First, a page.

We are hearing the question "What can I do?" a lot these days as immigration rules change often and make life very difficult for those directly affected by the changing landscape.
Once again, here in LaGrange, Georgia, we are incarnated into the lives of people directly affected, through the households on our street as well as through our work with El Refugio (the shelter or place of refuge) that assists immigrant detainees.
We've heard a lot of shouting and anger from both sides of "the issue," but when you know the people, it is no longer just "an issue." It is the mother who wants to learn English, but has no time or energy to do so after working 50 hours a week and caring for her family of six on a minimum-wage income. It is the man who gets pulled over for a broken tail light and because his skin is brown. His name gets run through the system and he now faces deportation. (Who of us reading this fears that one minor infraction could mark the end of our family life?) It is the child who has a hard time concentrating in school due to the pressures and uncertainty she feels at home, and the snide remarks made about her behind her back and to her face.
This past summer, we had the joy of helping with a day camp we had for 26 children on our street who are first-generation immigrants. The children were so well behaved and such a delight to be with. For pictures and more about that, type "Casa Alterna" in the search bar of Facebook.
Then, Jim and I had the opportunity to serve at El Refugio hospitality house in Lumpkin, Georgia, and go to Stewart Detention Center with volunteers who actually came down from Greensboro, North Carolina, where we used to live. They were all part of Faith Action International House and have clients who are detained in Stewart ... more than eight hours from their homes, which is quite common.
While at El Refugio, I got the analogy that may help us all think about what we can do. Saturday around 5 p.m., the Greensboro group arrived. The 10 of them had just gotten settled into the 900-square-foot, one-bathroom house – along with three wives of detainees and a 3-year-old who were spending the night. At 5:30, I heard a loud crash outside the back window and saw a large 30-foot tree trunk had fallen over and landed on the jungle gym. Our first thoughts were ones of thanks that no one was outside, and that it even missed three of our cars by a mere five feet.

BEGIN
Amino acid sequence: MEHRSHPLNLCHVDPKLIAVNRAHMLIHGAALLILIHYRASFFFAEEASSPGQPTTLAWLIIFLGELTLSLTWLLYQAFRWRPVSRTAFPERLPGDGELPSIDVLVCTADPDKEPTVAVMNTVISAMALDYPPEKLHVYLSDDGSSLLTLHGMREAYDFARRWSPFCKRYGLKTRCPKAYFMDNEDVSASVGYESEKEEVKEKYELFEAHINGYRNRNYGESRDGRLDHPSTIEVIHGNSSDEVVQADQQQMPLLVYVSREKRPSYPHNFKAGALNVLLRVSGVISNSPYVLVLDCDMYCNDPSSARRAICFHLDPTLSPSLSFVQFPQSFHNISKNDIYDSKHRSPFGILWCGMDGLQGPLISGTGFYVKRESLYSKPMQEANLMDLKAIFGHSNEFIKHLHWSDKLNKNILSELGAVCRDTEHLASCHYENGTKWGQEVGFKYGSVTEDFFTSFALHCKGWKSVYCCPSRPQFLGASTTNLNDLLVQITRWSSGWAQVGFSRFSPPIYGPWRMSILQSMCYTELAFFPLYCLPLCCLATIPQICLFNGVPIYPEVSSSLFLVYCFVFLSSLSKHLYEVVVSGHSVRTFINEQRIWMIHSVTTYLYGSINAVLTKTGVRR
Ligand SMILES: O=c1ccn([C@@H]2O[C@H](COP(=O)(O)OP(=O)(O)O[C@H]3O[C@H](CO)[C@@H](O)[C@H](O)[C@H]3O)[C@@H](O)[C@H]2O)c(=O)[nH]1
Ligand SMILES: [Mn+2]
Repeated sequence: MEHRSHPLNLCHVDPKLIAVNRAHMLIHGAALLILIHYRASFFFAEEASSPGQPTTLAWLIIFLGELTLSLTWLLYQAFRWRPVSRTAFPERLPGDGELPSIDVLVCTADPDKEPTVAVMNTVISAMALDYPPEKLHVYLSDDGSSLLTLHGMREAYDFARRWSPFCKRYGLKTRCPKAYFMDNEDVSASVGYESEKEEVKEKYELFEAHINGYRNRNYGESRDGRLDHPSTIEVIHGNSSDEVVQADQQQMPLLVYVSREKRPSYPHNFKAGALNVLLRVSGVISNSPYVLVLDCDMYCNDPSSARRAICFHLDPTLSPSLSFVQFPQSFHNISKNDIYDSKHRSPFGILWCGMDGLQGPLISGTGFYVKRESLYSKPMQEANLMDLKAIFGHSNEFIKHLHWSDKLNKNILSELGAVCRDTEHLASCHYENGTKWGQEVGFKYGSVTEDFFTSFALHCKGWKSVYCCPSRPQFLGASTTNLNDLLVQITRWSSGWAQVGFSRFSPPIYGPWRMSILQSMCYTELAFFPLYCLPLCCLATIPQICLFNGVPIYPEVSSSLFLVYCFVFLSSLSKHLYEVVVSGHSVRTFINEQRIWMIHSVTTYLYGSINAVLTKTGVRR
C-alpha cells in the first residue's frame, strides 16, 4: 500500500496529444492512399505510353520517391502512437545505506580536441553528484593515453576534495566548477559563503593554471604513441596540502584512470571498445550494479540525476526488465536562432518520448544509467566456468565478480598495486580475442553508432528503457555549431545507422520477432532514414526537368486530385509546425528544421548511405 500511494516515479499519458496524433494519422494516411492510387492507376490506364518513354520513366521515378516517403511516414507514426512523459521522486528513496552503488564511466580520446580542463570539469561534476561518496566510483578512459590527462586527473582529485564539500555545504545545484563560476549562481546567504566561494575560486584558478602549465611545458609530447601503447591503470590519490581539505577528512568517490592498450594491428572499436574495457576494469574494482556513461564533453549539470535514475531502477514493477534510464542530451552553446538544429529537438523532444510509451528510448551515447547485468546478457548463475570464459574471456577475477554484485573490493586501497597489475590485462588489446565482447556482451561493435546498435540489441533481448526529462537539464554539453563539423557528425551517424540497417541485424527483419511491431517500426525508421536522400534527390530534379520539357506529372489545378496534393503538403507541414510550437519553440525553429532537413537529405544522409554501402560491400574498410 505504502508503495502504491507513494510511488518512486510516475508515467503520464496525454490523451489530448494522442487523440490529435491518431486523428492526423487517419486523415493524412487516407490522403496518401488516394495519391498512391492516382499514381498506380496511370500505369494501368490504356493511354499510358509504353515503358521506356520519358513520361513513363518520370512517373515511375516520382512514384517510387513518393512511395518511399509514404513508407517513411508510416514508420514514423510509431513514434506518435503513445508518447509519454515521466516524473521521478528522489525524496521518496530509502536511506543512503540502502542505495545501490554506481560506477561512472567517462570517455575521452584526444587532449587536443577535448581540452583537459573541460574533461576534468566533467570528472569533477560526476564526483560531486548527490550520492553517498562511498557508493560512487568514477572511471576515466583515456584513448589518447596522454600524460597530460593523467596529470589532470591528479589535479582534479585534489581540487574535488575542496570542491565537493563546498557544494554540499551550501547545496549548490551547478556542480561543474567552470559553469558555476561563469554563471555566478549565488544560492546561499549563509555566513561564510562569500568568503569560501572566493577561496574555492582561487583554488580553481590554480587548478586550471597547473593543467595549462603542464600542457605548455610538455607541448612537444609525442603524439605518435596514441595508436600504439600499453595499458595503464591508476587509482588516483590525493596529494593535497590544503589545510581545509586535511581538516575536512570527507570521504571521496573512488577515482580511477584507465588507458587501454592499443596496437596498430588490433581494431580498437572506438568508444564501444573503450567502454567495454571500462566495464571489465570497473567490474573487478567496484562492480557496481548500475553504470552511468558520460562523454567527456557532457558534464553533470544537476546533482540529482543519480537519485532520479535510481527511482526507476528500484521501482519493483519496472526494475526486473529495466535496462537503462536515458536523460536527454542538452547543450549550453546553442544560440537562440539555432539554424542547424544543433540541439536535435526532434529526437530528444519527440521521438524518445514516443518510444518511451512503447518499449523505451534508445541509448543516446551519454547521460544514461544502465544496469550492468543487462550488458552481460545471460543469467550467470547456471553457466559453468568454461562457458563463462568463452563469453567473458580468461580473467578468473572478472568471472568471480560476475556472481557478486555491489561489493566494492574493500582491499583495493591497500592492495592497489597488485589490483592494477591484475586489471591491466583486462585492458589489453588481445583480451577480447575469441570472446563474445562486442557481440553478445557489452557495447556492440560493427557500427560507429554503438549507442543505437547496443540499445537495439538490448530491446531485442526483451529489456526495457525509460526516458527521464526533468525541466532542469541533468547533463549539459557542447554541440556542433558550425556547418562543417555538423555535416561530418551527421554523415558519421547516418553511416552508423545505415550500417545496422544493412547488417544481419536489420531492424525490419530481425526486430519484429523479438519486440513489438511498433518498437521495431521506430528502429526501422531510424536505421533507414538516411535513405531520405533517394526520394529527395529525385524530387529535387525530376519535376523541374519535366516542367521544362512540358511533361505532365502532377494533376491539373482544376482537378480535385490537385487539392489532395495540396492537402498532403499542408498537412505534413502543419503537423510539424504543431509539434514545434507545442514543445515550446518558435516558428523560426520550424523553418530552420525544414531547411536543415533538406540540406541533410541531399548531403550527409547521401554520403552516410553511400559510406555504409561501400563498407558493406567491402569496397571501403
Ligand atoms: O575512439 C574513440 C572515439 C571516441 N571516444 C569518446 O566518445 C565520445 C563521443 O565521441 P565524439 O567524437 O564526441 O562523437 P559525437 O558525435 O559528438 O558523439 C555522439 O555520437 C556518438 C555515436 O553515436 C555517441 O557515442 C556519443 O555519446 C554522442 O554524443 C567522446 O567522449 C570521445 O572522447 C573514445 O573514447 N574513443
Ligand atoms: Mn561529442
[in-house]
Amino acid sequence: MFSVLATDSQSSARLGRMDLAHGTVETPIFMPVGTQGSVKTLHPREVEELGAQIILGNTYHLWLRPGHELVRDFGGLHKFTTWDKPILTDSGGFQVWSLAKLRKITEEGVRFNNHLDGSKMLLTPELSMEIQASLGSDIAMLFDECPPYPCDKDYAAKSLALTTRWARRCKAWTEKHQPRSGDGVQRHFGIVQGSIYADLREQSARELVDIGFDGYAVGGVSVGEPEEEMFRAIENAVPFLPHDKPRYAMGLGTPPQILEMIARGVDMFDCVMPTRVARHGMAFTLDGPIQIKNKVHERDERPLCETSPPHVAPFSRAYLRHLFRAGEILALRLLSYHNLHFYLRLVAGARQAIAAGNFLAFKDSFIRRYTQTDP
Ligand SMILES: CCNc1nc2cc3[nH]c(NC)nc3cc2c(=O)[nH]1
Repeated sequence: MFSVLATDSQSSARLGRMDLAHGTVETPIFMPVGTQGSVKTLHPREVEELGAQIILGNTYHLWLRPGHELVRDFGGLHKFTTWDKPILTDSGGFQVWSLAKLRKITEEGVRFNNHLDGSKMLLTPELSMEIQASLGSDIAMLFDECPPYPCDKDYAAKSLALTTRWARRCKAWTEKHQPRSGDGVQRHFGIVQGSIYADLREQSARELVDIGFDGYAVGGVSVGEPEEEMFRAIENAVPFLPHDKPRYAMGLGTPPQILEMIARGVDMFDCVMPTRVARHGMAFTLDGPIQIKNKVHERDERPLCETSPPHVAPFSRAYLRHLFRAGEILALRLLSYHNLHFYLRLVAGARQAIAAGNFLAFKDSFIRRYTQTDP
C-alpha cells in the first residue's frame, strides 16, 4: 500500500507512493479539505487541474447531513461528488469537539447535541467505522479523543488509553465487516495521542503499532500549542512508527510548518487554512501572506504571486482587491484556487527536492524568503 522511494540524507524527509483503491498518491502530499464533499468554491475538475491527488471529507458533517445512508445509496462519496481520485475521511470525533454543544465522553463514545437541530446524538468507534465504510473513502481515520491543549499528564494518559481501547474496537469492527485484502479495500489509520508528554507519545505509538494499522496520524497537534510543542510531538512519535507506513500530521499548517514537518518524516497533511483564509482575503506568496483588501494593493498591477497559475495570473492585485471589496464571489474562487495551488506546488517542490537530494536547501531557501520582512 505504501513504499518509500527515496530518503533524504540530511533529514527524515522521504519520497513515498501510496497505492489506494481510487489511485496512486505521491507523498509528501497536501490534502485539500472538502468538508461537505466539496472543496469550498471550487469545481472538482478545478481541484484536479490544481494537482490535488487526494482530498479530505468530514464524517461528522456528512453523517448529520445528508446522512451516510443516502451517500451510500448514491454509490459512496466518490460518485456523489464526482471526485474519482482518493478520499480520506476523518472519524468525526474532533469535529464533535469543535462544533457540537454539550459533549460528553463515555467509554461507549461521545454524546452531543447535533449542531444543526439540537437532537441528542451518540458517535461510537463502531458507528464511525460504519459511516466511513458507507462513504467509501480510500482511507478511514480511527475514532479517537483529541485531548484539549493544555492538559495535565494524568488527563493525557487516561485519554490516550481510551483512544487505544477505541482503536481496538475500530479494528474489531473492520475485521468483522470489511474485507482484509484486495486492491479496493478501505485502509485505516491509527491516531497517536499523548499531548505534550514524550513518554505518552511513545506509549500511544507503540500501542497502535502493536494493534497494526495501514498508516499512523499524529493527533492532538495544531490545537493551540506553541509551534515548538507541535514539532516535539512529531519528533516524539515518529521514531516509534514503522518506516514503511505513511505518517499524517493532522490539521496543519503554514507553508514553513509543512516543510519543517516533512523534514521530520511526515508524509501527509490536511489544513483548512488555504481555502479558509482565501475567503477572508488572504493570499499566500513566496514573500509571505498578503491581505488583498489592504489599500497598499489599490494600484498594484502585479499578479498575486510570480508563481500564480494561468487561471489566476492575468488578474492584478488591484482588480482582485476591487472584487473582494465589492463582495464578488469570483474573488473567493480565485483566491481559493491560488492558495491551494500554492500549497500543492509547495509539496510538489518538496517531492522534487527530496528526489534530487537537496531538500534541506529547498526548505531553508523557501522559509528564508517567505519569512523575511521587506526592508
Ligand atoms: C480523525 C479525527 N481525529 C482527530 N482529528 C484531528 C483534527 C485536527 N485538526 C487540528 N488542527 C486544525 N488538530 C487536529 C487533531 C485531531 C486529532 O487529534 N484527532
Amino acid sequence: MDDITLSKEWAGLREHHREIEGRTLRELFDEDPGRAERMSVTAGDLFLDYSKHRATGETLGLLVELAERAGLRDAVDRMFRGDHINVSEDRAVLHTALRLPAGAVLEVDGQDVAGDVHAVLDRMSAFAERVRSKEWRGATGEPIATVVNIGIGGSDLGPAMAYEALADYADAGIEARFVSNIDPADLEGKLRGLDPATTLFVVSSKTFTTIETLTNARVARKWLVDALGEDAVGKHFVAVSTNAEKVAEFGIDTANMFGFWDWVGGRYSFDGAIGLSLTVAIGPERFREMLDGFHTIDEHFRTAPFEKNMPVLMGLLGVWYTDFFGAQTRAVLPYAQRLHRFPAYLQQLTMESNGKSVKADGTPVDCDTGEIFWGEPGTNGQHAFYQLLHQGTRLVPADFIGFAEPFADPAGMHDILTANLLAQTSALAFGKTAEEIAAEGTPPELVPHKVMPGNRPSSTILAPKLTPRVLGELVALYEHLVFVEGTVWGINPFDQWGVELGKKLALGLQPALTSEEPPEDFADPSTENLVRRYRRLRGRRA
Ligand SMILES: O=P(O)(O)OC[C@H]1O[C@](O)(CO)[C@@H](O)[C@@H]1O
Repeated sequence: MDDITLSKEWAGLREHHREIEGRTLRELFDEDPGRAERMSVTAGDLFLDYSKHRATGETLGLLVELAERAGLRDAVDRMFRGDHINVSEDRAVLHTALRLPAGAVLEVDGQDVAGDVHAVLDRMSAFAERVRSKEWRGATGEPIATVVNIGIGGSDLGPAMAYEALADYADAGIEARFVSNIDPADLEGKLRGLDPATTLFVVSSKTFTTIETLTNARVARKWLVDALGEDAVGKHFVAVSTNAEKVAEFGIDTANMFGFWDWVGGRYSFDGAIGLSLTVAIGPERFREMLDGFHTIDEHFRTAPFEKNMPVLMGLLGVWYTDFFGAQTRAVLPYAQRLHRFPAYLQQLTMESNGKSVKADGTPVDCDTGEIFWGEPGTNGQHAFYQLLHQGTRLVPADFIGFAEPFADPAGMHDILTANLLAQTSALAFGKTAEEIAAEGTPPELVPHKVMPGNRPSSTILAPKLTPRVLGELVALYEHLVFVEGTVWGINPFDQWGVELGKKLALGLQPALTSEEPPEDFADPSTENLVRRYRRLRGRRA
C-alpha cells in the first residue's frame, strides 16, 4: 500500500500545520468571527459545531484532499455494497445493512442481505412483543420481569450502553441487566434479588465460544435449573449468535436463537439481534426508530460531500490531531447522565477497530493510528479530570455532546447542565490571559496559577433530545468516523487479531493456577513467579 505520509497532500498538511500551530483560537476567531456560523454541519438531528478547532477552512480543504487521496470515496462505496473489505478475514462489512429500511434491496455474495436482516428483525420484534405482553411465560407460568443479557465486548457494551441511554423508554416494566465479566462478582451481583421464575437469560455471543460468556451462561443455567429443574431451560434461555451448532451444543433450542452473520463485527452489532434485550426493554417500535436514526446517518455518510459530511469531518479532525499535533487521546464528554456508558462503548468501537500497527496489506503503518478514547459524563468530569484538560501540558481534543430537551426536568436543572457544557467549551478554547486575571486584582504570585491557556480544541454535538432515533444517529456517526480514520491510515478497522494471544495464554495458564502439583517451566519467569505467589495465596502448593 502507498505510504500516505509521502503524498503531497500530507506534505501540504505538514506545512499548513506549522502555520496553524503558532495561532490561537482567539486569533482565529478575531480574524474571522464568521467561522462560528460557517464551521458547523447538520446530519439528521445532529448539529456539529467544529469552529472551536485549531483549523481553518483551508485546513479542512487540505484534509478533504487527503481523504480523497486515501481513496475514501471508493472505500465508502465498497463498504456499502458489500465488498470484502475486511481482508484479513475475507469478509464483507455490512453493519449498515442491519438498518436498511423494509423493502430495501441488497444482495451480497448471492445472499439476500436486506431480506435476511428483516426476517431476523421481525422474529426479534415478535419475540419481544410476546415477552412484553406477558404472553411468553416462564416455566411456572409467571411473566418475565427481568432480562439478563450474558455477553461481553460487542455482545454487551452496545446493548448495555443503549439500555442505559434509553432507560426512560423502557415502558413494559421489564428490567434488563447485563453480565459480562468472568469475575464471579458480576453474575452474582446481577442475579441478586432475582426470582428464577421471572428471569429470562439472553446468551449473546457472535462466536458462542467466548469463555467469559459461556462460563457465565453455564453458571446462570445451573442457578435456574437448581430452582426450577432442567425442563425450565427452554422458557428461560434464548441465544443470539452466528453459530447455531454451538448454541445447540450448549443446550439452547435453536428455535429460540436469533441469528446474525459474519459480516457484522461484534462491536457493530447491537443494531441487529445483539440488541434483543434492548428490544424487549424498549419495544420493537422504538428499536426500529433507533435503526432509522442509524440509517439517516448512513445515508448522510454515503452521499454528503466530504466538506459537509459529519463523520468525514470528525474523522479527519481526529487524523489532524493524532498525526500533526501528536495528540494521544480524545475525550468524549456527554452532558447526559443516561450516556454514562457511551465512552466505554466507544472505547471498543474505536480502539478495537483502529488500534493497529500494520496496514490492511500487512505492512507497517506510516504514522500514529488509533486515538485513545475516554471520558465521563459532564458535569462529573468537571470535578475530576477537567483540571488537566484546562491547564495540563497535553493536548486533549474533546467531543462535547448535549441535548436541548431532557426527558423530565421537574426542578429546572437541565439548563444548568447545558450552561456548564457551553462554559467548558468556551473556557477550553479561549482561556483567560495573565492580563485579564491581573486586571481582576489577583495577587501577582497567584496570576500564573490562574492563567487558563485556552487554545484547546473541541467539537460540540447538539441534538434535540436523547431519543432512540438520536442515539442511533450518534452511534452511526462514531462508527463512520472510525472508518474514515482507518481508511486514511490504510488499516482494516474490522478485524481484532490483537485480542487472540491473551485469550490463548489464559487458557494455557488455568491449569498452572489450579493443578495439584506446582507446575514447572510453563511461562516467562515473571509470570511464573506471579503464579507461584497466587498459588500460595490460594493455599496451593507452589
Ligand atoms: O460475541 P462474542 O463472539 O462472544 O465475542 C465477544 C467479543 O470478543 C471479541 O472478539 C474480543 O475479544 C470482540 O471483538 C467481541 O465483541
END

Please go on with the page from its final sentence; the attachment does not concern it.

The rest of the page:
That night I found it hard to sleep on the futon in the living room and began to think about that tree trunk. To be honest, before the trunk fell, I wasn't even aware of it, nor did it have anything to do with my life. I didn't know or care that it was hollow and dead inside and could snap and be uprooted even on a clear, calm day. And that's how I began to find hope, even in the midst of all the depressing circumstances I was surrounded by. If that mighty tree trunk could fall so easily, perhaps the immigration system can change more quickly than I think possible. Perhaps all we need to do is work on softening the roots that are still holding up the dead wood.
The first root needing yanked free is how we talk about immigrants. We need to name them without bias or racism. No labels like "illegal aliens, infestation, or animals." Perhaps not even "undocumented." For the most part, they are non-documentable, meaning that there is no legal path for them to come to the United States, no line to get in, no forms or skills that would allow them entry.
This root is the easiest to pull out. Simply get to know someone who has one of these labels. Smile kindly at them in the store, volunteer with an organization that helps them, or better yet, invite them to dinner and become a friend.